The sort of guidance he might get from a father who is running his own covert and profitable foreign policy seems to be of no interest to the corporate media. Nor are the media looking at which foreign powers are seeking to ingratiate themselves with Boy George on the off chance he might win.

Who in the majors, besides Miller and Pasternak, have raised the issue of Daddy's Bush's frequent trips to China, where he often meets with President Jiang Zemin? Or that his trips often are paid for by U.S. companies seeking business in China?

In 1998, Miller and Pasternak pointed out, the Chubb Group of Insurance Companies, "which has been seeking an insurance license from the Beijing government," sponsored a mission to China in which Daddy "Bush discussed the Asian financial crisis with an American business group, one of six talks for Chubb worldwide."

And let us not forget Daddy Bush's brother Prescott, who has made millions from his business deals in China–some of which went down during Daddy's tenure in the White House.

But the list doesn't stop there. Daddy also advises the Carlyle Group, "a Washington-based investment company that acquires and manages defense, aerospace and other corporations worldwide" and is a senior advisor of Carlyle's Asia Advisory Board.

Last year, Daddy went to South Korea with a group of Carlyle associates who wanted to buy three South Korean companies. Daddy met with government officials, including then-Prime Minister Kim Jong Pil. Daddy's chief of staff, Jean Becker, contended it was a personal social call.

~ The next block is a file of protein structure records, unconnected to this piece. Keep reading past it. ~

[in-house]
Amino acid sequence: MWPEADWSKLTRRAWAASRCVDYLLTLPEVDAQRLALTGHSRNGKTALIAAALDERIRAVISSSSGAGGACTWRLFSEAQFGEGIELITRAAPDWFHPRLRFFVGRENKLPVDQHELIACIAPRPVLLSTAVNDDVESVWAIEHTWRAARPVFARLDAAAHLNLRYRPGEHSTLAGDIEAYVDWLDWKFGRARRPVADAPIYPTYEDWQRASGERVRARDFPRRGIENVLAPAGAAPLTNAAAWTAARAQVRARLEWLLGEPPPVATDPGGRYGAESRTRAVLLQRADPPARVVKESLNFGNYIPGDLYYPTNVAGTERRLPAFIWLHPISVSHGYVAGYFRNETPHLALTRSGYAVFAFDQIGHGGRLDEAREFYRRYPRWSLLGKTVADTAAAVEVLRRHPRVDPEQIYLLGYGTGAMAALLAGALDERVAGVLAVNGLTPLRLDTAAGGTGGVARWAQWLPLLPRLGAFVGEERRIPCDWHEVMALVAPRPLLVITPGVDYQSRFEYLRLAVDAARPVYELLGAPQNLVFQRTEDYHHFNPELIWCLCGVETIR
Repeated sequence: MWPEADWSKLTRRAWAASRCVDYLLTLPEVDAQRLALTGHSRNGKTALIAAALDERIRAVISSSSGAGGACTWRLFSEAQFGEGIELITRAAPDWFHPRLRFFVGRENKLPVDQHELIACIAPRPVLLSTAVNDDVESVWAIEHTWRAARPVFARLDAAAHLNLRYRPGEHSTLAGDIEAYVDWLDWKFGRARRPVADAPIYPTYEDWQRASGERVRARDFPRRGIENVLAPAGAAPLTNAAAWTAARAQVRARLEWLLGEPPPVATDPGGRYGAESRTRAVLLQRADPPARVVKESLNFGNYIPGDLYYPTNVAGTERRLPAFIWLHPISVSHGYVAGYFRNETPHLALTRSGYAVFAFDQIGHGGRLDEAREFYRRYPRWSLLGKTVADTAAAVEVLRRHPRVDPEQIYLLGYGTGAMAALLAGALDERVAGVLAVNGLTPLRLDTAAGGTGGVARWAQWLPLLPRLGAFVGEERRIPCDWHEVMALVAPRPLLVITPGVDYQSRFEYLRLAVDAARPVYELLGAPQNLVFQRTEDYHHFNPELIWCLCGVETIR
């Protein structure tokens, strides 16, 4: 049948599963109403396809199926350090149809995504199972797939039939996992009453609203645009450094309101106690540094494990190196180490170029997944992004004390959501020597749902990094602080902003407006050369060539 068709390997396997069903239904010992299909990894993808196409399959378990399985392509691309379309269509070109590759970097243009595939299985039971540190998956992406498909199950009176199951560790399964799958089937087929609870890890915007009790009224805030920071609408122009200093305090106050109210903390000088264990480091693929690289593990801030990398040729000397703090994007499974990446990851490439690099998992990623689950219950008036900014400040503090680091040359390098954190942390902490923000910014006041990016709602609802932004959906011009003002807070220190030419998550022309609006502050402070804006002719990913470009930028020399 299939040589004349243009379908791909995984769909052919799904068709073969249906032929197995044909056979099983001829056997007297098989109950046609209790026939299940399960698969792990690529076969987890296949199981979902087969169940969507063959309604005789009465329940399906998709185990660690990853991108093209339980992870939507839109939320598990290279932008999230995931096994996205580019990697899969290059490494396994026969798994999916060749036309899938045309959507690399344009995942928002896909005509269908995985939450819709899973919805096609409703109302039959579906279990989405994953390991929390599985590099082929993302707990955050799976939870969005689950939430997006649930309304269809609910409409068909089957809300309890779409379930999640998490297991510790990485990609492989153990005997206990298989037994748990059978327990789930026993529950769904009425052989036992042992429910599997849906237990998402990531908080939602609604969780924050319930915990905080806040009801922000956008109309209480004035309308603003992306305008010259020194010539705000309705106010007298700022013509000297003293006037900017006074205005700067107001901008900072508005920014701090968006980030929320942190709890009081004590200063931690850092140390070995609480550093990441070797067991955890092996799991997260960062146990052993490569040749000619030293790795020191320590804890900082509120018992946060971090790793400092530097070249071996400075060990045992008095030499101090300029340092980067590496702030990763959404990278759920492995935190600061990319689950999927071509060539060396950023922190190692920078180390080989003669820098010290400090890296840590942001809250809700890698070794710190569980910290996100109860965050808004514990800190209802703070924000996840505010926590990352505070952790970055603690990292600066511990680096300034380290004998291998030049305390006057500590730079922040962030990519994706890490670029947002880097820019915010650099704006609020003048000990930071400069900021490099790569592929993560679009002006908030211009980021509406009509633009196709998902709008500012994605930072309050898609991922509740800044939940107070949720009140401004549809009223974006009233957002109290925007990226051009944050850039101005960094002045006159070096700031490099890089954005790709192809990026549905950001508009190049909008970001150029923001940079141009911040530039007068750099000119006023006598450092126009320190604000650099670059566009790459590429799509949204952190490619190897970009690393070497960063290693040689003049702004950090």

Surely it's only a coincidence that Frank C. Carlucci, Reagan's Defense secretary, is Carlyle's chairman, and James A. Baker III, Bush's secretary of State, is a senior counselor.

And the list goes on and on and on.

Miller and Pasternak wrote, "It is unclear to what extent Bush's overseas involvements could affect his son's presidential duties because the former president is not required to disclose any information about his activities or income. His office declined requests for a list of speaking fees, appearances and business sponsors."

Is the LA Times, among the major newspapers, alone in thinking that this sort of investigative reporting, in which Miller and Pasternak were aided by staff writers Sebastian Rotella in Buenos Aires and William C. Rempel in Los Angeles, and researchers John Beckham in Chicago and Lianne Hart in Houston, has merit? That the American people must be given the information they need to make an informed decision when they enter the voting booth next November? Apparently so.